After this murder the script deviates quite a bit from the book. A lot of time is spent at the news desk in the book, but that has been left out in favour of scenes that presumably worked better on-screen. These include the visit to Lu’s brother Walter at the race track and the whole sex party sub-plot.
The attempted murder of Tony is changed as well. In the book it happens during the daytime when Helen has popped out to the hairdressers. The change-up up to the empty and stylish villa obviously works a lot better on-screen and is one of my favourite sequences in the film. The denouement is changed as well. The lengthy final chase sequence is added.
One of the biggest mysteries has always been why it’s called The Fifth Cord. The title makes a lot more sense in the book though. A card from firm of undertakers is found at the site where Lubbock is attacked (see attached picture of the books cover). The card is handed to near relatives and friends of the deceased to indicate which cord they are to hold at the interment. At the subsequent murders scenes, a card with a “No. 2 Cord” etc are found pinned to the victims (as opposed to the gloves found with fingers cut off in the film). All the victims are strangled with a piece of cord, unlike in the film where they are dispatched of in numerous ways.
The motive for the killing in the book is revenge. Jean was in love with Duncan and thought the feelings were being reciprocated. The humiliation of being present when Duncan announced his engagement to Isabel brought on lust for revenge, so she hatched a plan to commit a string of murders and pin them on Duncan. The attack she was subjected to on the way home from the school function gave her the idea. She’d been attacked, but had survived. The undertakers business card would link the attack with the subsequent murders and she limited herself to defenceless people so she didn’t have the strength to deal with a healthy adult. In the book the killers confessions are written in a way as to subtly incriminate Duncan when they were found. There are no anonymous phone calls and theirs is nothing relating to dates or zodiac signs.
Although I can see why some change was made to the book (and some for the better), I find it difficult to see why the script dropped the Cord angle. They worked better than the star signs. Especially since the film doesn’t do a very good job of conveying the passing of time. It’s only when the film is wrapped up that you realize that quite a few months have passed during the film. But I suppose logic and a clear narrative is not always something that can be expected from the genre. Regardless of its faults, THE FIFTH CORD remains a great giallo that I happily return to and I wish that Franco’s character would have returned in further films.
Wednesday, 5 August, 2015
For our next episode, we’ll be returning once again to a subject dear to our hearts — Italian cult cinema, with a double bill focusing on the work of director Luigi Bazzoni: 1971’s THE FIFTH CORD, his stylish giallo starring Franco Nero, and 1975’s head-scratcher FOOTPRINTS (a.k.a. FOOTPRINTS ON THE MOON), starring Movie Matters favourite Florinda Bolkan. We’d love to hear your thoughts on these films, or indeed on Bazzoni’s output as a whole.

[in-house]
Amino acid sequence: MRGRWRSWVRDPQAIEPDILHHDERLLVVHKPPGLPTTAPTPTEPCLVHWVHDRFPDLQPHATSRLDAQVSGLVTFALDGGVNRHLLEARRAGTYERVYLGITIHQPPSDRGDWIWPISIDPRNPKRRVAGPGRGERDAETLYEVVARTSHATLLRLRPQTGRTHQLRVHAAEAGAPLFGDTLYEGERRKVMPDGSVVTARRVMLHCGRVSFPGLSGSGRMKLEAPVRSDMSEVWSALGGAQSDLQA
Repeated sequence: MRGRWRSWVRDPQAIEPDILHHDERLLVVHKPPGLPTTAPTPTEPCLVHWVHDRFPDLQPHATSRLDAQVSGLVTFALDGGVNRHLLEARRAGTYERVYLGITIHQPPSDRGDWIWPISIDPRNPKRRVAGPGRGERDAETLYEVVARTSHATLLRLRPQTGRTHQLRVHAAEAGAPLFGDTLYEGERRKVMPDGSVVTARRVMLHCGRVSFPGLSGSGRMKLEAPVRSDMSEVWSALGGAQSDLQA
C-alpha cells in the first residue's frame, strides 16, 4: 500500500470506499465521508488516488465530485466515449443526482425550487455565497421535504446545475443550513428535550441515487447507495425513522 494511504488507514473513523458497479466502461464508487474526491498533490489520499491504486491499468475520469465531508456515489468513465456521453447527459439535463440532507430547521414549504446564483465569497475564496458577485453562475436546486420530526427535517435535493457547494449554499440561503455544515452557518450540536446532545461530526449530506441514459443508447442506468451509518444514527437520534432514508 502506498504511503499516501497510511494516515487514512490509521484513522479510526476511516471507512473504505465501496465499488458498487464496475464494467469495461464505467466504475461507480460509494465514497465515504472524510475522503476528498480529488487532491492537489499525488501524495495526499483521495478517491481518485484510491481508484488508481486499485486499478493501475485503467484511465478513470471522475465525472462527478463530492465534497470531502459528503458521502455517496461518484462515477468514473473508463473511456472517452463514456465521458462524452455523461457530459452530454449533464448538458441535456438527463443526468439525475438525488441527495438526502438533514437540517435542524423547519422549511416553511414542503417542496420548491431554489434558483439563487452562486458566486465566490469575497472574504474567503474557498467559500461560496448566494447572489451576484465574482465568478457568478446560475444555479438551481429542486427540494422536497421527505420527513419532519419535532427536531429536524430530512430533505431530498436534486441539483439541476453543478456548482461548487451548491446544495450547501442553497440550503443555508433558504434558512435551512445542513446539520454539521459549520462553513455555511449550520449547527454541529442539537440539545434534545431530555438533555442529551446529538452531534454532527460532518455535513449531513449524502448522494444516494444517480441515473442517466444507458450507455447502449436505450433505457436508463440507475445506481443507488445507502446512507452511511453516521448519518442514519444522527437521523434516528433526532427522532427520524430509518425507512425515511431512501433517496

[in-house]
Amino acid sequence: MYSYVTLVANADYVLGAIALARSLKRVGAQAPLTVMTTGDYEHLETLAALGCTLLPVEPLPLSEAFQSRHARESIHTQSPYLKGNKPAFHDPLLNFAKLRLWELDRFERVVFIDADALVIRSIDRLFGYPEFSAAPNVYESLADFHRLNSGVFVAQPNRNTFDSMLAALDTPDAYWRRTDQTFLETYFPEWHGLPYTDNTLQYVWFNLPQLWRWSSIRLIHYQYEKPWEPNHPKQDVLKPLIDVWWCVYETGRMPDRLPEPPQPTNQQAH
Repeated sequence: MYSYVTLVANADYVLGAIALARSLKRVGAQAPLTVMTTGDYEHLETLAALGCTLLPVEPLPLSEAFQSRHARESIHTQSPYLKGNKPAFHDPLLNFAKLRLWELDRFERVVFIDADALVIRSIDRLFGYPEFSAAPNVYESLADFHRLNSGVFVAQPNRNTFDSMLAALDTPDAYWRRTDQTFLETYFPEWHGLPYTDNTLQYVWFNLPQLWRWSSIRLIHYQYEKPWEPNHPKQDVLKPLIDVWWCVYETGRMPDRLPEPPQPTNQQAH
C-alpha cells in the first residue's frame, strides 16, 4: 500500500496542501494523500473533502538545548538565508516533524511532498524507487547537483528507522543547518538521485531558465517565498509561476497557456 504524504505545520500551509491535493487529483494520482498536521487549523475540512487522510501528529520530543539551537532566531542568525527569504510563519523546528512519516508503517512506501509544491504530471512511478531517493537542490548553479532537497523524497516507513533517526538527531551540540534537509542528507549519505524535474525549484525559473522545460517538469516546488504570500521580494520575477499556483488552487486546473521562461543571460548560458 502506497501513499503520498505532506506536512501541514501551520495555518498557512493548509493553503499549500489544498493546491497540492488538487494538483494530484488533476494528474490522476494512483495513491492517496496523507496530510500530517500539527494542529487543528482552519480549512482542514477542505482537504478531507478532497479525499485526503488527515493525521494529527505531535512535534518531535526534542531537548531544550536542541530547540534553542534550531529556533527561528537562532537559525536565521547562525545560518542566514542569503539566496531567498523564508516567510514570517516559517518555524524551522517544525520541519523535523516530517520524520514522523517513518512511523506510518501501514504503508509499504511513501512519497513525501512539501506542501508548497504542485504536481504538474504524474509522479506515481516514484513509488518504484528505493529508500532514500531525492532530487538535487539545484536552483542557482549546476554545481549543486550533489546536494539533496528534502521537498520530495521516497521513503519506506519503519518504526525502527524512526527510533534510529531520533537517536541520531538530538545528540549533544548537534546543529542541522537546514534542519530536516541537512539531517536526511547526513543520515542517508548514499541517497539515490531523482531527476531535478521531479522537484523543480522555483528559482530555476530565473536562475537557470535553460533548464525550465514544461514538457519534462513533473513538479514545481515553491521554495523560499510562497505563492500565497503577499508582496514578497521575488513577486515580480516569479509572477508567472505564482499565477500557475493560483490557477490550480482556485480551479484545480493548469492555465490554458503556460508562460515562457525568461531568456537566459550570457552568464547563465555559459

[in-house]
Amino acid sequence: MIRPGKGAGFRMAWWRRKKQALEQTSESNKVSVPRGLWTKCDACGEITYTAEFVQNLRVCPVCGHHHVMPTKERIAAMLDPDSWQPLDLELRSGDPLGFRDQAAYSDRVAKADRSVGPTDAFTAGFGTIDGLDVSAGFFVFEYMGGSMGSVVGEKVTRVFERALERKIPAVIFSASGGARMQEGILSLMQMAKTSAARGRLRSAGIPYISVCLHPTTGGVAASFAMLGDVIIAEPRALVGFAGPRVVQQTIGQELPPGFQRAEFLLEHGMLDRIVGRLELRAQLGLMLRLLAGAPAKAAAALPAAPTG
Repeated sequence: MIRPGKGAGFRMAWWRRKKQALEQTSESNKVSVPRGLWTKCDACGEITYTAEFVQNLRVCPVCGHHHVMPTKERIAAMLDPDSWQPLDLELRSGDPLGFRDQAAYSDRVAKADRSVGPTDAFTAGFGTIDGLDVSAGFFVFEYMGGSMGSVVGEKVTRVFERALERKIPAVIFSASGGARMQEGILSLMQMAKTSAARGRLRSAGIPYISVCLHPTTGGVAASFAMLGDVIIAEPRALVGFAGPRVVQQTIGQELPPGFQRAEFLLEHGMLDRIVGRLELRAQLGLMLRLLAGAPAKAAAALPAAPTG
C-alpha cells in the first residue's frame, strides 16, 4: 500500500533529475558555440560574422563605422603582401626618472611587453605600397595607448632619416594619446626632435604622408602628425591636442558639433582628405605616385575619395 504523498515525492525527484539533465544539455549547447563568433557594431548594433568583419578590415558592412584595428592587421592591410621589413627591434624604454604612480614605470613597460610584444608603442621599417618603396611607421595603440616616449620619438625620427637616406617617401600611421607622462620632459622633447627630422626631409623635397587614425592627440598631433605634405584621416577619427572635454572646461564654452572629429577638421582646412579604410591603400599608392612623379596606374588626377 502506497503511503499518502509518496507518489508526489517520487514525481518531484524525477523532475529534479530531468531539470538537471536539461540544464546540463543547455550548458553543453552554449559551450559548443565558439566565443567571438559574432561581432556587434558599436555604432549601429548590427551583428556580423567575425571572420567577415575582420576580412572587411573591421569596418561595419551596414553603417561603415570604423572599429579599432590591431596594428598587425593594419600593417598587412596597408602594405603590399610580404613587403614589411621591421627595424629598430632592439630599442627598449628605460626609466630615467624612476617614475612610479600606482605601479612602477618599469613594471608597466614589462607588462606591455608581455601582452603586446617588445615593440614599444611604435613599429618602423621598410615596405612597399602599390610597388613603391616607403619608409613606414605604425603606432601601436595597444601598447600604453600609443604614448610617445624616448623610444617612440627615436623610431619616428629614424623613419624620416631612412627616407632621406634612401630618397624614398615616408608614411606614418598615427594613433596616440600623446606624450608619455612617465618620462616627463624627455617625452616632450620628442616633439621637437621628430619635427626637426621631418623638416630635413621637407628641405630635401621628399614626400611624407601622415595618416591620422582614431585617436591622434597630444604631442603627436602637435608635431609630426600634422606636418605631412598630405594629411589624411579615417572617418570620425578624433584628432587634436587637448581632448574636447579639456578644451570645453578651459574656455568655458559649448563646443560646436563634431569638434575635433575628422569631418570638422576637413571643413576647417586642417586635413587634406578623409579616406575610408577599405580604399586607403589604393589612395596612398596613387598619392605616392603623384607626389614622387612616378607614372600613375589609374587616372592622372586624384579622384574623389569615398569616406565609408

If you’ve got something to contribute, whether in text form or an MP3, please get in touch. Either reply below the line, email firstname.lastname@example.org or use the contact form on the web site.
We hope to hear from you soon!
Tuesday, 26 May, 2015
The listeners have spoken and we have listened! The Movie Matters Podcast is ramping up its coverage of all things giallo, starting with this double feature exploring the films of Lucio Fulci. Join Lee Howard and Michael Mackenzie as they examine two of the Godfather of Gore’s most distinctive contributions to the genre: 1969’s erotic melodrama ONE ON TOP OF THE OTHER (a.k.a. PERVERSION STORY), starring Jean Sorel, Elsa Martinelli and Marisa Mell, and 1977’s tale of psychic paranoia MURDER TO THE TUNE OF THE SEVEN BLACK NOTES (a.k.a. THE PSYCHIC or SEVEN NOTES IN BLACK), starring Jennifer O’Neill, Marc Porel and Gianni Garko.
This episode also includes an overview of the conventions of the more erotically charged gialli epitomised by ONE ON TOP OF THE OTHER, and contributions from a range of listeners and giallo connoisseurs.
The music in this episode is sampled from ONE ON TOP OF THE OTHER by Riz Ortolani and MURDER TO THE TUNE OF THE SEVEN BLACK NOTES by Franco Bixio, Fabio Frizzi and Vince Tempera.
Links for reference:
Wednesday, 13 May, 2015
The first of two tomes charting the giallo film from its inception to the present day, Volume 1 of Troy Howarth’s SO DEADLY, SO PERVERSE: 50 YEARS OF ITALIAN GIALLO FILMS is the sort of book fans of the giallo have been crying out for. Its spiritual predecessor is arguably Adrian Luther Smith’s excellent (if now surpassed) BLOOD AND BLACK LACE, and indeed structurally it owes a clear debt to that earlier book, but Howarth goes considerably further and into far more detail than that pioneering work.